“One thing I see a lot is once a baby becomes a toddler, the flexibility in moving nap times based on when baby wakes was once an asset, but now promotes waking too early in the morning or other schedule problems. Sometimes too much flexibility can actually be a bad thing, depending on the baby and the specific problem at hand.”
Stay-At-Home Parents and Working Parents
Please know that we’re not labeling all stay-at-home parents as “Sleep Sabotagers”. We know that plenty of stay-at-home parents understand the importance of a good night’s sleep and work hard to make sure their babies get the sleep they need. What’s more, we’re fully aware that there are plenty of working parents out there who might qualify for the “Sleep Sabotager” label! For example, working parents might be more inclined to keep a baby up way past bedtime, in the hopes of squeezing in a little extra quality time. Or perhaps a working parent, who’s already worn out from a week at the office, might not have the energy and stamina necessary to sleep train consistently. All we’re suggesting here is that total flexibility of schedule, one of the major benefits of staying at home, can backfire when it comes to sleep.
“The best piece of advice I can give others is to do what works best for your family. I hear both at-home and working parents want their baby to ‘adapt to their lifestyle’ rather then they adapt to the baby’s. Instead of thinking of it that way, plan to have your baby join your family and do what’s best for all of you. You wouldn’t force a spouse to adapt to your schedule. You’d compromise and find one that works for both of you. Maybe you planned to take your baby to all these functions and make him ‘get used to it’ but that doesn’t work for all babies. At the same time, letting your baby dictate the entire routine/schedule can backfire just the same.”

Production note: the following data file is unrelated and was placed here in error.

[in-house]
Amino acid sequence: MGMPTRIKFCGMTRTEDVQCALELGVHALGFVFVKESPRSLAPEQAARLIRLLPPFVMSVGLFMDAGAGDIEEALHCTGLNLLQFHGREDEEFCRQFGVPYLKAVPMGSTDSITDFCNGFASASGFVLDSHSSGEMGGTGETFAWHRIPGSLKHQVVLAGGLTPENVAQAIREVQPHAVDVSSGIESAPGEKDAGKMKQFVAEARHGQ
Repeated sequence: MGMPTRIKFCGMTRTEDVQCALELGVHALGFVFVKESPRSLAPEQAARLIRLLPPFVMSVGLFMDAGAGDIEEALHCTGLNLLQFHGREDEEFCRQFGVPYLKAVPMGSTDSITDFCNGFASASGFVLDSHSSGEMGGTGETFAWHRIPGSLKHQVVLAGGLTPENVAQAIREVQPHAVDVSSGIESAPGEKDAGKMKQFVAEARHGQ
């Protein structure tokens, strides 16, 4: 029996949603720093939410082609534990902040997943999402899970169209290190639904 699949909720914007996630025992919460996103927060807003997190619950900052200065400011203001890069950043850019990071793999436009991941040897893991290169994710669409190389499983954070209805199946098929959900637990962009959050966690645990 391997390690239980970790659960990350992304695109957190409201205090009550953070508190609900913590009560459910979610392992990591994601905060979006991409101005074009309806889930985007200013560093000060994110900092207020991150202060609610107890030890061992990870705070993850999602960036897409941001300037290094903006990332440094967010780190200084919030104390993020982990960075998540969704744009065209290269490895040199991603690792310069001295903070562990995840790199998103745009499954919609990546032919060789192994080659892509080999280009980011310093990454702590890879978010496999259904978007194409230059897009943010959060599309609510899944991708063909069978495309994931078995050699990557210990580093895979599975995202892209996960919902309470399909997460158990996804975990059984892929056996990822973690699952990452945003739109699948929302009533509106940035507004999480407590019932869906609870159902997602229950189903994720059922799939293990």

What do you think? Did your staying at home (or working) sabotage your baby’s sleep? Share your story!
At The Baby Sleep Site, we’re committed to remaining judgment-free when it comes to parenting choices. We’ve worked with parents who work as well as those parents who stay at home. So regardless of whether you work outside or inside the home, The Baby Sleep Site has sleep products and services that’ll work for you!
Please be sure to pick up your FREE copy of 5 (tear-free) Ways to Help Your Child Sleep Through the Night, our e-Book with tear-free tips to help your baby sleep better. For those persistent nighttime struggles, check out The 3-Step System to Help Your Baby Sleep (babies) or The 5-Step System to Better Toddler Sleep (toddlers). Using a unique approach and practical tools for success, our e-books help you and your baby sleep through the night and nap better. For those looking for a more customized solution for your unique situation with support along the way, please consider one-on-one baby and toddler sleep consultations, where you will receive a Personalized Sleep Plan™ you can feel good about! It’s not that you can’t make a plan. Sometimes, you’re just too tired to.